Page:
Please explain the inherent and constitutional limitation of taxation?

1 Answer

kipling2448's profile pic

kipling2448 | (Level 3) Educator Emeritus

Posted on

The question is a little unclear, but the following information may be helpful.

The Founding Fathers, in drafting the Constitution, were very clear on the issue of taxation and the power to levy taxes, and on how  revenue from those taxes could be distributed among the states.  Article 1, Section 2, Clause 3 reads:

"Representatives and direct Taxes shall be apportioned among the several states which may be included within this Union, according to their respective numbers, which shall be determined by adding to the whole number of free persons, including those bounde to service for a term of years, and exclusing Indians not taxed, three fifths of all other persons.  The actual enumeration shall be made within three years after the first meeting of theCongress of the United States, and within every subsequent term of ten years, in such manner as they shall by law direct."

With regard to the power to raise taxes, Article 1, Section 8 of the Constitution reads as follows:

"The Congress shall have power to lay and collect taxes, duties, imposts and excises, to pay the debts and provide for the common defense and general welfare of the United States; but all duties, imposts and excises shall be uniform throughout the United States."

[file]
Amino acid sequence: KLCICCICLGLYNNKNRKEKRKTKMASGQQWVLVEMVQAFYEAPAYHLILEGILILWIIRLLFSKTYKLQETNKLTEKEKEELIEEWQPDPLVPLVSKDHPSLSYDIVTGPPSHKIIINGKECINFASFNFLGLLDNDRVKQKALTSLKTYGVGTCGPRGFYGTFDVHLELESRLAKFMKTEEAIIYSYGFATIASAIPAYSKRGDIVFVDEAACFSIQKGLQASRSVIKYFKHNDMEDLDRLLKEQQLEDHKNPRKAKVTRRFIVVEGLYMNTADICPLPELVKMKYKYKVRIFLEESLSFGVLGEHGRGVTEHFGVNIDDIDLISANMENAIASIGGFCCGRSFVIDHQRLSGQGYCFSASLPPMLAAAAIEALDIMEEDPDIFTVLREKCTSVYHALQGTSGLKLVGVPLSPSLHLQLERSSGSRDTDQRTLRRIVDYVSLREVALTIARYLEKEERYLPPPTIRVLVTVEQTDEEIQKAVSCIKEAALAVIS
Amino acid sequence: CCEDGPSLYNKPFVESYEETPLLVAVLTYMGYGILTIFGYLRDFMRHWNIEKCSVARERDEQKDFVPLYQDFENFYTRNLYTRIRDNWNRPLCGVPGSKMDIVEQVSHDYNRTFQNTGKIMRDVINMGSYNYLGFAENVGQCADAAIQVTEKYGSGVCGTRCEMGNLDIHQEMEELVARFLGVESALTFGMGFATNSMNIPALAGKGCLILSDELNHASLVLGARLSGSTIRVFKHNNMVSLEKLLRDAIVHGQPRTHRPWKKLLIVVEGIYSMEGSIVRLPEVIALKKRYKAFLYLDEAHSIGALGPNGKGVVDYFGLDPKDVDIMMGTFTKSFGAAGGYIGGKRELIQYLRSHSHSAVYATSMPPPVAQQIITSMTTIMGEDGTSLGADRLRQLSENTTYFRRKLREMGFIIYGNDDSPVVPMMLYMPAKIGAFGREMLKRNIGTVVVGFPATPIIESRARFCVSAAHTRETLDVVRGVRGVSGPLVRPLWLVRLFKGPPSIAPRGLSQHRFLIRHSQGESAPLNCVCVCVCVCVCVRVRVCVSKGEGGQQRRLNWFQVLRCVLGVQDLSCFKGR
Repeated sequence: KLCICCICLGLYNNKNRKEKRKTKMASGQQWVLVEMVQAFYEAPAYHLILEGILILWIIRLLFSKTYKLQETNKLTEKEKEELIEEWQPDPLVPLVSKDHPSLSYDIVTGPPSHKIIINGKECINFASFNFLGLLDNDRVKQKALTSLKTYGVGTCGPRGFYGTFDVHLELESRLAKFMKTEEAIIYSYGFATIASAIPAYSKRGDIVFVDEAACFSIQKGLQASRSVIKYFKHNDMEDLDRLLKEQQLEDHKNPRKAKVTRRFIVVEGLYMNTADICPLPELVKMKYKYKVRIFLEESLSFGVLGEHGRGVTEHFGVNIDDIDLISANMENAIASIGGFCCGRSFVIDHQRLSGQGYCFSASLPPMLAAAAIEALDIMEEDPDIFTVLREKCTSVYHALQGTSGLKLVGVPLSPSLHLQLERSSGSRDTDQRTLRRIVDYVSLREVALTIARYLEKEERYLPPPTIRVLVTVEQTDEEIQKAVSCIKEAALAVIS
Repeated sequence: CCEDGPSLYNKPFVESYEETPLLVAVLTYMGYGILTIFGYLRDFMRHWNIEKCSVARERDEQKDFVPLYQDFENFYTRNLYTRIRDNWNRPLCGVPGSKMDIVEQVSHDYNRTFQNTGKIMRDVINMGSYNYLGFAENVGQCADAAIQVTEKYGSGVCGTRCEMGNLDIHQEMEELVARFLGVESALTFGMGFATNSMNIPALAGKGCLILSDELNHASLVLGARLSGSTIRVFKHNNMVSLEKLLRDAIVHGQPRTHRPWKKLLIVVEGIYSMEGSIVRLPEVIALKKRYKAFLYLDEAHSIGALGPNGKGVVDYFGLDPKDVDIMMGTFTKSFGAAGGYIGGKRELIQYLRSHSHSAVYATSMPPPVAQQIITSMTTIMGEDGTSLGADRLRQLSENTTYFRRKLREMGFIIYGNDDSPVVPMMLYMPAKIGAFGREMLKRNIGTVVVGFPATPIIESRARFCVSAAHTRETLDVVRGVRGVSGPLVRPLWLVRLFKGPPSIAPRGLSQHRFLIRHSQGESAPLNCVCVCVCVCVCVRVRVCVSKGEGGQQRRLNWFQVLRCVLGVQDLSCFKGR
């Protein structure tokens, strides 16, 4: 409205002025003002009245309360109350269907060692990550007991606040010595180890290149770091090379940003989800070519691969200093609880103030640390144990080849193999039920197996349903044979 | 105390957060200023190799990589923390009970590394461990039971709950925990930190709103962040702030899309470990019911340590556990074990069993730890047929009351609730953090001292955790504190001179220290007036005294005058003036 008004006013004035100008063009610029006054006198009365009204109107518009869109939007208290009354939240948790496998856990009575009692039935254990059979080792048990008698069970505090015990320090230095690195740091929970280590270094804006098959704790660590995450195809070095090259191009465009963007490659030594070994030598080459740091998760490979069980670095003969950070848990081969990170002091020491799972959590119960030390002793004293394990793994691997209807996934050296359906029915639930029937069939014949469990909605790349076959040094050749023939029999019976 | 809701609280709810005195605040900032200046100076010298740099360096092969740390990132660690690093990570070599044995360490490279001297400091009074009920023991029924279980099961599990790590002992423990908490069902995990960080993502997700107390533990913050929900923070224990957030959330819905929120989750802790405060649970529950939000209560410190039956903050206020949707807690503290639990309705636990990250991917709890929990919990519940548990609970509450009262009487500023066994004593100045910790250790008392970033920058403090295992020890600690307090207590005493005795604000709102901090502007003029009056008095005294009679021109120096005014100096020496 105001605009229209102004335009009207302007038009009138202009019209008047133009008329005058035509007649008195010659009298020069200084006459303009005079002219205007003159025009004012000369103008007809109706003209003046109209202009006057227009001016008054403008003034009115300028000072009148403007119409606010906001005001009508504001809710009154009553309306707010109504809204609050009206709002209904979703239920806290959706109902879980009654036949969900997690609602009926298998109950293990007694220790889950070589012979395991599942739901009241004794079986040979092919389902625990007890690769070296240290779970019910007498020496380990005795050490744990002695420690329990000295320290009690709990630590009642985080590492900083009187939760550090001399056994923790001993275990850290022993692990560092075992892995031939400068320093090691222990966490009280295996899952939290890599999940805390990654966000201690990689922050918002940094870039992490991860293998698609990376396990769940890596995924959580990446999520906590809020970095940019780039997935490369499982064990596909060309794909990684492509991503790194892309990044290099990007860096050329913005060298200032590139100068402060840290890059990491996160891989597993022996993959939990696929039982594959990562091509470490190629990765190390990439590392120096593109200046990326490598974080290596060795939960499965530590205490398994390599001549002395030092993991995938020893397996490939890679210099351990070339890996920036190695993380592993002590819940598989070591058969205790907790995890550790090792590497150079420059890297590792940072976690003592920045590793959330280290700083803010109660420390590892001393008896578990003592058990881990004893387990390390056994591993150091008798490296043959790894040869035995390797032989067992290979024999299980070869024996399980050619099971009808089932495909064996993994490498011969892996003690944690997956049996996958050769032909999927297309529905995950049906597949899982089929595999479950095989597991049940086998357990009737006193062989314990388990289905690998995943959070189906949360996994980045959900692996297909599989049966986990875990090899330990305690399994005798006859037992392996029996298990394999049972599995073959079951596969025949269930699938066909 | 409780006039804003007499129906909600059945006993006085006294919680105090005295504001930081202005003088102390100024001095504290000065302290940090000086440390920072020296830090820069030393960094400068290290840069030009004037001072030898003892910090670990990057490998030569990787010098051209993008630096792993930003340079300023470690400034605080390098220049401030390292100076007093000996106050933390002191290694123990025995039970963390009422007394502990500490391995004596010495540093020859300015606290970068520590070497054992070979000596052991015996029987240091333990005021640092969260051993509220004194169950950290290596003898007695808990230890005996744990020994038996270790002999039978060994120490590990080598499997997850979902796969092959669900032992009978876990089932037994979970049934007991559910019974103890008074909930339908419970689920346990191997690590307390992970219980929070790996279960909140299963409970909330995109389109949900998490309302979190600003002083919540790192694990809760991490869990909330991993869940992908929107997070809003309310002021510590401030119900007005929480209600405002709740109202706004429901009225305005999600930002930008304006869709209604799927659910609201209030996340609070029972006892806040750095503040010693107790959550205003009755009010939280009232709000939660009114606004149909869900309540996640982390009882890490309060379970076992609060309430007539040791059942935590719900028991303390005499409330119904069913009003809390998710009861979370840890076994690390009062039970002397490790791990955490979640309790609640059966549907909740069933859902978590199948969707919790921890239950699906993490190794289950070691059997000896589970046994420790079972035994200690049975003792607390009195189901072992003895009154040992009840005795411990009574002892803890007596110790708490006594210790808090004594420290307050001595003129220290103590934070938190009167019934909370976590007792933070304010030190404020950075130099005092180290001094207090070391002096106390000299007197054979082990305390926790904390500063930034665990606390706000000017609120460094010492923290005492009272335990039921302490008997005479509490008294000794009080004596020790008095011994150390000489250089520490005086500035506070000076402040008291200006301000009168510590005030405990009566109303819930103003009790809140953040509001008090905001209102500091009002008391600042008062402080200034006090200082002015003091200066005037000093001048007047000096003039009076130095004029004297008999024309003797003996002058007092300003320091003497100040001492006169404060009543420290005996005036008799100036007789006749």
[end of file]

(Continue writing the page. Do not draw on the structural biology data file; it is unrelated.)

Article 1, Section 9 includes the following provision:

"No capitation, or other direct, tax shall be laid, unless in proportion to the Census or enumeraton herein before directed to be taken."

Given the importance of the issue of taxation to the origins of the American Revolution, it is not surprising that the Constitution's drafters made such efforts at constraining the government's ability to levy taxes and, especially, to distribute the revenue from taxes in a disproportional manner.  The issue of taxation would continue in perpetuity.  The Founder's intention, however, was clear: the power to raise and distribute taxes would be constrained, and no distribution of revenue would be allowed to benefit one region at the expense of another.  It is for this reason that the Sixteenth Amendment to the Constitution, ratified in 1913, remains controversial to this day.  That amendment authorized Congress to impose an income tax without the constraints in Article 1 on how that revenue can be distributed.